Candidates: If you want growth, talk education innovation
During the presidential debate last night both Hillary Clinton and Donald Trump promised to grow the economy and create financial security for more Americans. Yet one issue that could truly make or break our country’s economy barely made it onto the debate stage: education.
It’s hard to take seriously ambitious plans for economic growth as American students’ rankings slip on international tests, and employers express grave dissatisfaction with the quality of graduates entering the workforce. Indeed, according to the most recent National Assessment of Educational Progress results, just 37% of high school seniors are prepared for college-level math and reading in the first place.
To support sustained economic growth, America sorely needs a new vision of the future of learning that will prepare students for a new economy. To get there, the next president will have to embrace fundamental shifts in funding and delivering learning.
College affordability re-imagined
To be fair, both Secretary Clinton and Donald Trump have readily bemoaned the cost of college. Their tendency, however, has been to float proposals to subsidize the growing price tag of a college degree, rather than tackling the underlying causes driving tuition hikes in the first place.
Neither candidate has acknowledged that the underlying cause of the affordability crisis is not just the recession — rather, the business model of our higher education institutions is broken. Colleges are trying to be everything to everyone, and as such, continue to add, rather than cut, costs. Until we spearhead new business models for postsecondary training and credentialing and align those programs to labor market demand, tuition will remain exorbitant relative to the benefits of a traditional degree. The next president will need to move affordability efforts beyond grant and loan reforms that surrender to high tuition rates and instead support new, more sustainable and affordable business models in higher education.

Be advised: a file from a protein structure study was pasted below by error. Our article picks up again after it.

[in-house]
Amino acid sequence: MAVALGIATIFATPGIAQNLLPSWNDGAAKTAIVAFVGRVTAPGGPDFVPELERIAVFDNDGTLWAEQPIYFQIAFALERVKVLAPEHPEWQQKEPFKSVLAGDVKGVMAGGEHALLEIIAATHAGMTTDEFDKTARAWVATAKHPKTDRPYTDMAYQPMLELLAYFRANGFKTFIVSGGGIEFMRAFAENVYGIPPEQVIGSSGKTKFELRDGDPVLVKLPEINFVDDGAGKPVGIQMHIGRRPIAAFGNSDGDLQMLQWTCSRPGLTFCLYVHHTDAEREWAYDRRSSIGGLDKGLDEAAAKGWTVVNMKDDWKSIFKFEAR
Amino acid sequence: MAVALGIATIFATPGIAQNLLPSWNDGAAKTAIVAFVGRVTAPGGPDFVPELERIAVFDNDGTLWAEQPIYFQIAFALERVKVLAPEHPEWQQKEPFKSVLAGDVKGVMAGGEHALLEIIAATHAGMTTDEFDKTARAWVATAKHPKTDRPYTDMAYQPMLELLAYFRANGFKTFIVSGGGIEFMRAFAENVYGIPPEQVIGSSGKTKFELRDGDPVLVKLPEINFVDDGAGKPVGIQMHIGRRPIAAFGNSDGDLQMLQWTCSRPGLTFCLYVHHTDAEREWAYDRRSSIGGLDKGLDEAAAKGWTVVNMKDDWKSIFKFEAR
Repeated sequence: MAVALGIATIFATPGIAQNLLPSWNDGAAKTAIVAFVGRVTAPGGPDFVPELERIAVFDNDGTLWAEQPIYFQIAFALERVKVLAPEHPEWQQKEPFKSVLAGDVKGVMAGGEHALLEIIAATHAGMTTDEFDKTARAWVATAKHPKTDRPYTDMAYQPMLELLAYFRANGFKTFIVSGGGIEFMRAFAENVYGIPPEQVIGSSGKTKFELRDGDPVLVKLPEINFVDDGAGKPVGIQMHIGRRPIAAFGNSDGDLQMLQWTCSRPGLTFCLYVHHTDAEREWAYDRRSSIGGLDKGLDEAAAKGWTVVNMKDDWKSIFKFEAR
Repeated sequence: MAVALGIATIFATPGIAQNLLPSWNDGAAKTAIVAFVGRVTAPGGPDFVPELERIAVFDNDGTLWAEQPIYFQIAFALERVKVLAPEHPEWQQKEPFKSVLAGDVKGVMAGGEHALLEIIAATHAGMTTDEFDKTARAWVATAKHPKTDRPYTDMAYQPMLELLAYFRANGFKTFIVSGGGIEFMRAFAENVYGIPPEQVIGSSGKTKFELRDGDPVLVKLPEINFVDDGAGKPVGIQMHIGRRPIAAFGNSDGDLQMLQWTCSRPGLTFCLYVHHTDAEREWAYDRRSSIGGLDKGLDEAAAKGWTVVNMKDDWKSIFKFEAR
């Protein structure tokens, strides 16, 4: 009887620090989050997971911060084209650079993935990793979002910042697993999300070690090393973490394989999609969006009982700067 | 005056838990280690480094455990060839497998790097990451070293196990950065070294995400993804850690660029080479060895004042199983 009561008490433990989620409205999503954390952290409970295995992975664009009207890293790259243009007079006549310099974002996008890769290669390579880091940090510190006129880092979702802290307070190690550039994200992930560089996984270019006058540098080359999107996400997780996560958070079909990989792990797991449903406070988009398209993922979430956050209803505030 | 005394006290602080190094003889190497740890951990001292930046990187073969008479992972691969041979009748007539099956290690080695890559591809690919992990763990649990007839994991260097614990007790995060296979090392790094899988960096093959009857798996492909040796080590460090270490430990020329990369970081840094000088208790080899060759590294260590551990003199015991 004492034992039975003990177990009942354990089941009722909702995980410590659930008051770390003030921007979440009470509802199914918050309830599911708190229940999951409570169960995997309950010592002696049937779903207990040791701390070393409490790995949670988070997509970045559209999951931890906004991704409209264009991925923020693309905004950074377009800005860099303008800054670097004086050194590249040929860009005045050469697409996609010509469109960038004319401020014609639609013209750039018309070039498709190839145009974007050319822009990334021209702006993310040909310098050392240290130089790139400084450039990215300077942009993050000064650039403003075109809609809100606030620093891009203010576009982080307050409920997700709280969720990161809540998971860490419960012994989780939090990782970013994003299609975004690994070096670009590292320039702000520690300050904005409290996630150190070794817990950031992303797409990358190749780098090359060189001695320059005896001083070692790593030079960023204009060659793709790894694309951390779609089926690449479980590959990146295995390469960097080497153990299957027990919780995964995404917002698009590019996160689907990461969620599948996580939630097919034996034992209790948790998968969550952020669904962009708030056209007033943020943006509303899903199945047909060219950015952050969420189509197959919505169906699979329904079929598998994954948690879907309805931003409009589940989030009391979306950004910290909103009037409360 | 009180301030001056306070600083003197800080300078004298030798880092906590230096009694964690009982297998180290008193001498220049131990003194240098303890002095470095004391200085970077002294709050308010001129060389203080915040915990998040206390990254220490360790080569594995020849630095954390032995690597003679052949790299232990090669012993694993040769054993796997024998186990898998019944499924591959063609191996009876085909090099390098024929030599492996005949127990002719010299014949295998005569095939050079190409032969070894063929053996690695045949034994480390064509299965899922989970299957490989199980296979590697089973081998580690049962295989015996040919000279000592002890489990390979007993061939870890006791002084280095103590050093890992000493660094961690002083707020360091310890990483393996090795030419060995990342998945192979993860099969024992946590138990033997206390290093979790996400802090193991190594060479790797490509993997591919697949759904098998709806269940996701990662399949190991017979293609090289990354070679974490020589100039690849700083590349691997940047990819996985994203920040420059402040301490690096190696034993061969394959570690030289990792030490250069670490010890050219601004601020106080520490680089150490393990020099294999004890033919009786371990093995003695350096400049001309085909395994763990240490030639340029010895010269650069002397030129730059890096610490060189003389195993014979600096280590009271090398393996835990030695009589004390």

The rise of technology in the classroom
The next president will witness the highest-ever levels of technology in classrooms nationwide. Indeed, we predict that by 2019 at least 50% of high school courses will be online in some form or fashion. For the first time since the founding of our compulsory public education system, Americans have an opportunity to design classrooms to meet each individual student’s learning needs, rather than teaching to a non-existent middle.
Wisely deploying technology stands to make a dent in meager proficiency rates in K-12 that in turn force colleges to invest in remediating students rather than preparing them for the new demands of the labor market. Schools can leverage technology to deliver content and assess understanding in a manner that is personalized to each student’s pace, path, needs, and strengths. And teachers can use data about how students perform online to tailor face-to-face instruction with a deliberate precision that was never before possible.
Technology, however, is not a silver bullet. In the years to come, there’s a danger that online learning could be deployed primarily as a cheaper delivery tool to decrease spending, without revolutionizing instruction. The next president will need to steer the proliferation of edtech in a direction that benefits all students, rather than simply digitizing our monolithic 19th century classroom.
Education accountability overhaul
Holding schools and institutions of higher education accountable has long been the province of the federal government. But with innovative classroom and business models emerging in both K-12 and higher education, our traditional federal accountability and quality control mechanisms are in serious need of an update.
K-12 education accountability should accommodate — rather than hamstring — our ability to assess students based on their individual mastery of academic material, rather than just their age or grade. This can in turn ensure that students graduate high school truly prepared for college and career.
Likewise, efforts to hold postsecondary institutions accountable should shift away from traditional accreditation and oversight based on antiquated measures like credit hours that tell us little about whether colleges are actually serving students. Rather than sorting schools on the basis of accreditation requirements or simplified outcome metrics, the government could recast its measure of quality relative to student satisfaction and the value of the experience — shedding light on what students get out of higher education investments and ranking and rewarding schools based on students’ persistence, feedback, and success rates post-graduation. Moreover, rather than shutting them out of the federal aid apparatus, the next president should welcome new entrants offering innovative training models in exchange for higher levels of transparency around prices and outcomes.
Education innovation may have been a mail-it-in issue during this election season, but it’s a vital ingredient to America’s competitiveness, health, and stability. If they want growth, both candidates should look to the best new learning models that promise to prepare our students for the new economy. After all, if education remains stagnant, so will the economy.
Julia Freeland Fisher is the director, education at the Christensen Institute.